Thursday, June 12, 2014


     I've noticed an interesting development recently. I've become decidedly surgical with how expeditiously and efficiently I remove people from my life.  I'm not certain if it's a side effect of age or a general increase in "fuckit-ness" but I've never experienced such quick transitions when it came to friendships as far back as I can remember.  But lately my historically vast fields of patience have experienced an unanticipated pendulumatic swing towards the diminutive.  Perhaps my time has just become more precious, or my understanding of it has merely become more lucid.  Either way, I find that times that used to be spent in quiet contemplation has now been replaced with rapid deliberation and now more often than ever before, my mind leans towards dismissal.

I'm not sure how I feel about this.
There's something to be said about self-preservation. A degree of self-centeredness that we often vilify because of an unnecessary correlation between being focused and being maliciously selfish. Ultimately self-preservation is inherently universal among all living organism. This is most often expressed in the clichéd "fight or flight" argument but often we forget how thorough this behavior is emotionally and mentally as well. In the end, the person who is the most concerned about you, is yourself. On the other hand, I believe that notions like empathy, sympathy, compassion, and charity seem to be cornerstones of intelligence and maturity. Without these abstractions society could never reach such heights like the one we're blessed enough to be experiencing. Yet, these concepts laugh in the face of logic and repeatedly expose our vulnerability with the hopes that "this time it will be different" when it stands to reason that in all likelihood, things are more inclined to stay the same. Character I've found tends to settle less like sand, building and growing over time in sedimentary layers; but more like water, finding it's lowest point and leveling out based on what vessel you decide to put it in. Without adapting oneself, we tend to resort to what's comfortable. I've found myself starting to question the conceivably of someone in my age demographic that has the wherewithal to make changes to one's personality that has taken so many years to develop.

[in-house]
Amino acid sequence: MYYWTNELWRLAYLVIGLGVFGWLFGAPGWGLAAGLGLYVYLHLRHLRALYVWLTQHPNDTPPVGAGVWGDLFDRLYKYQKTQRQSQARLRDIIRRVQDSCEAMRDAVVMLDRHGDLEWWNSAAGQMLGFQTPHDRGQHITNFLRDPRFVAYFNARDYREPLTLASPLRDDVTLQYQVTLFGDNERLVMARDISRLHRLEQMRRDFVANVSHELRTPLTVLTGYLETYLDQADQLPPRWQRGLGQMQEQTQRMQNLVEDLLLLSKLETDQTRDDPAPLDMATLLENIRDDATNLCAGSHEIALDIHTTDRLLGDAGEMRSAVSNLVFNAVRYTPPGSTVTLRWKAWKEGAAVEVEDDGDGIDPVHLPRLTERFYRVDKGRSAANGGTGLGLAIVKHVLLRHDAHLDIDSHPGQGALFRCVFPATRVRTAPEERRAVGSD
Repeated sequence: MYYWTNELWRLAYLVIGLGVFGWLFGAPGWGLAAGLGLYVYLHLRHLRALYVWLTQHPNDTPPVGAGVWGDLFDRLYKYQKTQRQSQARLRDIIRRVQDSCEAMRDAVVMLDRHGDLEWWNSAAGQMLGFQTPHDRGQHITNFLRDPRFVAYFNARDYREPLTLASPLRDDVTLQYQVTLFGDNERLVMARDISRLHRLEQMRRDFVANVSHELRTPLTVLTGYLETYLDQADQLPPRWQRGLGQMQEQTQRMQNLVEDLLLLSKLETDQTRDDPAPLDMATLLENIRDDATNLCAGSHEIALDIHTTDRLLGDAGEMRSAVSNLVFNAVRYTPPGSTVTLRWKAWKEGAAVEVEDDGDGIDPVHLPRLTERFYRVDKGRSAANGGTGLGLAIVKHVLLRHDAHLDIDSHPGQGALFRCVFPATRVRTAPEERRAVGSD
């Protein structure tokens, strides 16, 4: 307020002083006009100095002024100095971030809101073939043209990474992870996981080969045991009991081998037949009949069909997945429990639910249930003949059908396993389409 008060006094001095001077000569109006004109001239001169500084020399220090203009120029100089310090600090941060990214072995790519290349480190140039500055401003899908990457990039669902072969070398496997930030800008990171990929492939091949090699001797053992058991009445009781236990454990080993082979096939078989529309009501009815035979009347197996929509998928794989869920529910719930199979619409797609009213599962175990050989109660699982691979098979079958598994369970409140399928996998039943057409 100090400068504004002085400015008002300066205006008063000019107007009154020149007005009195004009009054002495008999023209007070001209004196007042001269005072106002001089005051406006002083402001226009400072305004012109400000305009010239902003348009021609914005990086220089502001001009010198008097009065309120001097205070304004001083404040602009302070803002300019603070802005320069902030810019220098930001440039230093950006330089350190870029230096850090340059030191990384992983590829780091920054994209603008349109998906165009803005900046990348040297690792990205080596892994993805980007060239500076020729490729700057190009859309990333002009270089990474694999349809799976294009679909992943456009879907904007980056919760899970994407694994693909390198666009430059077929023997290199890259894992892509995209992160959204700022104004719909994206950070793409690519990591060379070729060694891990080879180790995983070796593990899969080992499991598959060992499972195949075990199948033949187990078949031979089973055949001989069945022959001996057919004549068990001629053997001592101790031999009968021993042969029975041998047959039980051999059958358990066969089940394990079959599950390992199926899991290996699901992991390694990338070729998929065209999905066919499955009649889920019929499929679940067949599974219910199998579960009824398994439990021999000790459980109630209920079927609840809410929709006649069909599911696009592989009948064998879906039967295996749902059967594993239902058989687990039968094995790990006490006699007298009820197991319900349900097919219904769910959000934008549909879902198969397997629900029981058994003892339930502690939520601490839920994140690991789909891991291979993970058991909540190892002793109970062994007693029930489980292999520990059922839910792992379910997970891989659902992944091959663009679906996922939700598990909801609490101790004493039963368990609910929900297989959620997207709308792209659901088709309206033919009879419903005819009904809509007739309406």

I've also started to believe that perhaps we've become such a guarded generation and with progressively detached forms of communication and such significant lack of quality human interaction that our ability to truly understand relational reciprocity has reached an all time low.  Maybe this is just something from my generation that I can't relate to and in an ironic and almost laughably hypocritical defense mechanism, I've coldly resorted to excision.  I suppose now I just fear for collateral damage. I'm distressed that like any other learned skill, it will eventually reach such proficiency that it will become automated, merciless, and machine-like...ruthless.

A tree needs to be pruned to grow at times I suppose... then again, maybe I'm just tired.

Perhaps we should all revisit our priorities...

...time is of the essence. How you spend it speaks to what you value. If you're reading this and are feeling frustration, ask yourself why? Are there people in your life that are mistreating you and you wonder why you still give them that right?  Have you taken someone for granted and wonder how in the world you are still in their lives? Have you let someone know that you appreciate the patience they've shown you, or perhaps how grateful you are for their friendship because you didn't always deserve it.
“Most of us spend too much time on what is urgent and not enough time on what is important.” ~ Stephen Covey
     We need to stop the glorification of busy. It's no longer a valid justification. We're all busy. We all have a million things going on in our lives and each day, and we all ultimately, albeit it arrogantly, attempt to control and choose which moments we experience and which we don't. Embrace that power and wield it wisely, don't allow busy to be your crutch.  You're busy because you choose to be. The caveat is that you must not take it personally if someone else's decisions don't come to pass the way you would have liked them to. You're not too busy. It's just not that important.  There's nothing wrong with that! Just know this...

1 comment:

  1. CK,
    I've just read this post, and it has struck a chord. I need to step up to the important and let go of excuses.
    Ms. Cameron
    Darren's mom



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